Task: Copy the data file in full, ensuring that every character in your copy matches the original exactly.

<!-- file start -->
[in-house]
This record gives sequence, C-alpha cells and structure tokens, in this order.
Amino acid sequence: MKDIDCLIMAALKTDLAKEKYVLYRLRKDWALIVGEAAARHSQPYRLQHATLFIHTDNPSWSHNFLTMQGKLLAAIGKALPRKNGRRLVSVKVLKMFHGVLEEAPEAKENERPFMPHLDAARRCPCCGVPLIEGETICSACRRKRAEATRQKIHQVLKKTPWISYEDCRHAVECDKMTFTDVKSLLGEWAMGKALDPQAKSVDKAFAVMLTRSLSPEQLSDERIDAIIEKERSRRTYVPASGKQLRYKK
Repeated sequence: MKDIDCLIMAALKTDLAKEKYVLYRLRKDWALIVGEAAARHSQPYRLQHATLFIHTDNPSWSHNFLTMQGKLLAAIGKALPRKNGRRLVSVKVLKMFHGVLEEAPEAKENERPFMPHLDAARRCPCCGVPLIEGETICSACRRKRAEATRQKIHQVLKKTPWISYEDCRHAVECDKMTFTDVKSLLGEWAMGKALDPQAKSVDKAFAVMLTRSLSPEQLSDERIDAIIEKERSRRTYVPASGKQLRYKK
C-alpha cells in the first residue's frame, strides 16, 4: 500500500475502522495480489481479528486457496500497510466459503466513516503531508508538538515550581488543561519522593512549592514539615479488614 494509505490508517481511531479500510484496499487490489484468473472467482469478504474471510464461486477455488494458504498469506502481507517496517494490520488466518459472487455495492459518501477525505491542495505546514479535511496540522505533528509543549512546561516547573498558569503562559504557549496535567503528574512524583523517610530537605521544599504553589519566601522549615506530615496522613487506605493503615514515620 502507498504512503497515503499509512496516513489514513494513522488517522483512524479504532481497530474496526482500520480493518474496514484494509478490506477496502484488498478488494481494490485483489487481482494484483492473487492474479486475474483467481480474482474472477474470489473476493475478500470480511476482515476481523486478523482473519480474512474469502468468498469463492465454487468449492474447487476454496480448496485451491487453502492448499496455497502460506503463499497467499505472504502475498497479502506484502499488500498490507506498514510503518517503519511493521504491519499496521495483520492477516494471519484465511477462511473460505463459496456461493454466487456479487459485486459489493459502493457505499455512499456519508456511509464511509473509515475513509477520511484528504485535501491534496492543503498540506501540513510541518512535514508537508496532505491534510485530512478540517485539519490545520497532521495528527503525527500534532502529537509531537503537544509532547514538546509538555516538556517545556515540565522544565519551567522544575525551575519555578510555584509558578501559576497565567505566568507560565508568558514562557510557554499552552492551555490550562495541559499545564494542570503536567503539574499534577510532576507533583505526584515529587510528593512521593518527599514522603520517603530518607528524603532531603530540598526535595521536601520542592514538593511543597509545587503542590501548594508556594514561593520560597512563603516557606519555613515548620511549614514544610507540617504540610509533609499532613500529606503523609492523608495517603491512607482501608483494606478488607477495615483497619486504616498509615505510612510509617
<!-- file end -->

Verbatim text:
[in-house]
This record gives sequence, C-alpha cells and structure tokens, in this order.
Amino acid sequence: MKDIDCLIMAALKTDLAKEKYVLYRLRKDWALIVGEAAARHSQPYRLQHATLFIHTDNPSWSHNFLTMQGKLLAAIGKALPRKNGRRLVSVKVLKMFHGVLEEAPEAKENERPFMPHLDAARRCPCCGVPLIEGETICSACRRKRAEATRQKIHQVLKKTPWISYEDCRHAVECDKMTFTDVKSLLGEWAMGKALDPQAKSVDKAFAVMLTRSLSPEQLSDERIDAIIEKERSRRTYVPASGKQLRYKK
Repeated sequence: MKDIDCLIMAALKTDLAKEKYVLYRLRKDWALIVGEAAARHSQPYRLQHATLFIHTDNPSWSHNFLTMQGKLLAAIGKALPRKNGRRLVSVKVLKMFHGVLEEAPEAKENERPFMPHLDAARRCPCCGVPLIEGETICSACRRKRAEATRQKIHQVLKKTPWISYEDCRHAVECDKMTFTDVKSLLGEWAMGKALDPQAKSVDKAFAVMLTRSLSPEQLSDERIDAIIEKERSRRTYVPASGKQLRYKK
C-alpha cells in the first residue's frame, strides 16, 4: 500500500475502522495480489481479528486457496500497510466459503466513516503531508508538538515550581488543561519522593512549592514539615479488614 494509505490508517481511531479500510484496499487490489484468473472467482469478504474471510464461486477455488494458504498469506502481507517496517494490520488466518459472487455495492459518501477525505491542495505546514479535511496540522505533528509543549512546561516547573498558569503562559504557549496535567503528574512524583523517610530537605521544599504553589519566601522549615506530615496522613487506605493503615514515620 502507498504512503497515503499509512496516513489514513494513522488517522483512524479504532481497530474496526482500520480493518474496514484494509478490506477496502484488498478488494481494490485483489487481482494484483492473487492474479486475474483467481480474482474472477474470489473476493475478500470480511476482515476481523486478523482473519480474512474469502468468498469463492465454487468449492474447487476454496480448496485451491487453502492448499496455497502460506503463499497467499505472504502475498497479502506484502499488500498490507506498514510503518517503519511493521504491519499496521495483520492477516494471519484465511477462511473460505463459496456461493454466487456479487459485486459489493459502493457505499455512499456519508456511509464511509473509515475513509477520511484528504485535501491534496492543503498540506501540513510541518512535514508537508496532505491534510485530512478540517485539519490545520497532521495528527503525527500534532502529537509531537503537544509532547514538546509538555516538556517545556515540565522544565519551567522544575525551575519555578510555584509558578501559576497565567505566568507560565508568558514562557510557554499552552492551555490550562495541559499545564494542570503536567503539574499534577510532576507533583505526584515529587510528593512521593518527599514522603520517603530518607528524603532531603530540598526535595521536601520542592514538593511543597509545587503542590501548594508556594514561593520560597512563603516557606519555613515548620511549614514544610507540617504540610509533609499532613500529606503523609492523608495517603491512607482501608483494606478488607477495615483497619486504616498509615505510612510509617